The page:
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Seeking Wisdom and Holiness in the Holy Land

by MOSAIC Editorial Team

My heart is beating fast at the thought of entering the land where Jesus was born, where he lived, where he walked, where he died, and where he rose from the dead.

I can't quite imagine it yet in my mind's eye. I don't quite know what to expect.

These are the thoughts of an elated Bro. David Brokke, SOLT, as he and nine Sacred Heart seminarians, all entering their second year of graduate theology, were packing their duffel bags the night before their long-anticipated Desert Formation Experience. The next day, Wednesday, May 4, the men gathered in the seminary lobby with heads bowed and received a blessing from Sacred Heart's rector, Msgr. Todd Lajiness, and a praying over by the Sacred Heart community. Then they boarded a plane for Tel Aviv and a month-long journey of faith to the Holy Land.

The goal? To visit the Holy Land's sacred sites and walk the same paths as did Christ the Savior, allowing Scripture to come alive in their hearts. As the men venture out each day on this spiritual pilgrimagewith its high points and it sandpaper annoyances that every pilgrim experience—they will be discerning if Christ is truly calling them to serve the Church as a missionary servant through his holy priesthood.

The hill of Calvary, the Sea of Galilee, the River Jordan, the Garden of Gethsemanehere and other holy places the seminarians will seek spiritual wisdom while praying especially for Sacred Heart's benefactors. Each evening, they will draw insights from their experiences guided by expert formators Fr. Gerard Battersby, Sacred Heart's vice rector, and graduate spiritual director Msgr. Daniel Trapp.

And already the insights are coming. This pilgrimage has taught me a lot about my brother seminarians, shares Perrin Atisha, Chaldean Eparchy of St. Thomas seminarian, on the Desert Formation Experience blog. The greatest thing I will walk away with is knowing my brothers are in love with the Lord and his Church, and they care about their vocation and call to the priesthood. This brings great hope to the future of the Church.

On a sleepy morning when he discovered the hostel espresso machine was out of order, Matt Wagner of the Diocese of Winona reflected (albeit glumly) how we tend to take for granted the many gifts that God provides. These gifts lose their value as we unconsciously receive them day after day. After all, so much of our life is routine, and even the smallest things which once we were able to delight in, we become indifferent to; we forget how to receive these gifts, feeling we are in some way entitled to such things in our daily routine.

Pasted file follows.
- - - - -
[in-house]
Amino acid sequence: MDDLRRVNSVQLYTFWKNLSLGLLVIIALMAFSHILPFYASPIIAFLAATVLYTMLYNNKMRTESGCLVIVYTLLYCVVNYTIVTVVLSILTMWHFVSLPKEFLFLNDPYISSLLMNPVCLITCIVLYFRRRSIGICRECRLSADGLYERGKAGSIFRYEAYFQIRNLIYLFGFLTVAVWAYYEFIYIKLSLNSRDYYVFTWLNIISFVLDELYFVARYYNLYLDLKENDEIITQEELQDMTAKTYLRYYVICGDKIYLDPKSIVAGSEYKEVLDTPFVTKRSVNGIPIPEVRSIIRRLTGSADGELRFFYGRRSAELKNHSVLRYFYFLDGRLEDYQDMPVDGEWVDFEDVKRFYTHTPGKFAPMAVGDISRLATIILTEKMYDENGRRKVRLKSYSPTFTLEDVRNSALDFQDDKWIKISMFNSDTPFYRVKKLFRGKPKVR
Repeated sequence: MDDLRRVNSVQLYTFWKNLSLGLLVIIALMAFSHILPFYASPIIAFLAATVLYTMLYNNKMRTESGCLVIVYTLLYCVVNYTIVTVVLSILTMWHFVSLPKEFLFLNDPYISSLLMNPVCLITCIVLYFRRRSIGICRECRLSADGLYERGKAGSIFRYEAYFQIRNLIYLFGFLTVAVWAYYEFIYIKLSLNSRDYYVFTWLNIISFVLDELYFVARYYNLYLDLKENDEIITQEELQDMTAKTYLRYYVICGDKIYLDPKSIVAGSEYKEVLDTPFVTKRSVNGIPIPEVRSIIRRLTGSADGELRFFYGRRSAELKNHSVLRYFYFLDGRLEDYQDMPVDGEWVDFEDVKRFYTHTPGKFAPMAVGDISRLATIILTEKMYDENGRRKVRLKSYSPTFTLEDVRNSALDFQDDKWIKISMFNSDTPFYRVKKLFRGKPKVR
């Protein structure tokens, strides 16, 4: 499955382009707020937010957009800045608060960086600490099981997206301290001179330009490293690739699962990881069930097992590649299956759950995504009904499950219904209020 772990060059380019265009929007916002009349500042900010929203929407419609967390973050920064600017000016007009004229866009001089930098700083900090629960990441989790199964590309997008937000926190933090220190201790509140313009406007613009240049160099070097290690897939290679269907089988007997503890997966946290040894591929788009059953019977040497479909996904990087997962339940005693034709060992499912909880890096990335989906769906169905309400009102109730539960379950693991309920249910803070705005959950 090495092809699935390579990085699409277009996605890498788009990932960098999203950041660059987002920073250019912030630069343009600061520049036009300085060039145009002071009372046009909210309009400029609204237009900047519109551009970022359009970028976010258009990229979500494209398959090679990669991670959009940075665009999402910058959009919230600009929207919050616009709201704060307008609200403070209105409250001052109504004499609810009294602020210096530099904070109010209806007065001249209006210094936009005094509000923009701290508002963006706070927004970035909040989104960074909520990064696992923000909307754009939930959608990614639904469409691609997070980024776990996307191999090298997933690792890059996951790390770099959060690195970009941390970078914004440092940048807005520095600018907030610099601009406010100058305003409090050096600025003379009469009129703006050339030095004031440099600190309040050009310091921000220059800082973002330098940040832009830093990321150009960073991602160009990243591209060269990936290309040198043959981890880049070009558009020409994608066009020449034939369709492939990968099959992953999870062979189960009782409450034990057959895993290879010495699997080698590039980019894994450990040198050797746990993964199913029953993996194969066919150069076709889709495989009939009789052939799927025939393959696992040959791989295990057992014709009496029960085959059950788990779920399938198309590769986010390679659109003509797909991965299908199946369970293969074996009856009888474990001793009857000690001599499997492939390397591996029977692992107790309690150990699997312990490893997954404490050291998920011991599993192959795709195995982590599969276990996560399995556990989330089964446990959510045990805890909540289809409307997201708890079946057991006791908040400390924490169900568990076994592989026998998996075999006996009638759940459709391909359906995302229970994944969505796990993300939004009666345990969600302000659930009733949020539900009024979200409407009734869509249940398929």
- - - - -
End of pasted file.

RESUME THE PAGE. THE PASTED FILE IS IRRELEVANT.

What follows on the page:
I need to remember that a pilgrimage is different from a retreat. A pilgrimage, much like daily life, is more about walking with Jesus and receiving from him in the midst of the hustle and bustle, is an insight expressed on the blogsite by Derik Peterman of the Archdiocese of Detroit. Yet, life demands that we come off the mountaintop and continue our journey. We must often keep moving even when we would prefer to linger in those truly blessed moments.

The Desert Formation pilgrim—Rodney Abbasso, Perrin Atisha, Bro. David Brokke, SOLT, Br. Romeo Cappella, CCL, Zaid Chabaan, Matthew Montgomery, Adam Nowak, Derik Peterman, and Matthew Wagnerinvite you to walk along with them and share their daily happenings on the DFE blog. Why not think of it as a spiritual pilgrimage for you, too?

The pilgrimage ends on June 3 in the Holy City of Rome, and includes a Wednesday Audience blessing by the Holy Father. After a short break, the men continue their summer of discernment with a thirty-day Ignatian silent retreat at the Broom Tree Retreat Center in Irene, South Dakota, which concludes on July 22.

Would you consider praying for the intentions of the seminarians in your own prayer time? The men of the 2016 Desert Formation Experience thank you.

MOSAIC Editorial Team

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Sacred Heart Major Seminary is a Christ-centered Catholic community of faith and higher learning committed to forming leaders who will proclaim the good news of Christ to the people of our time. As a leading center of the New Evangelization, Sacred Heart serves the needs of the Archdiocese of Detroit and contributes to the mission of the universal Church.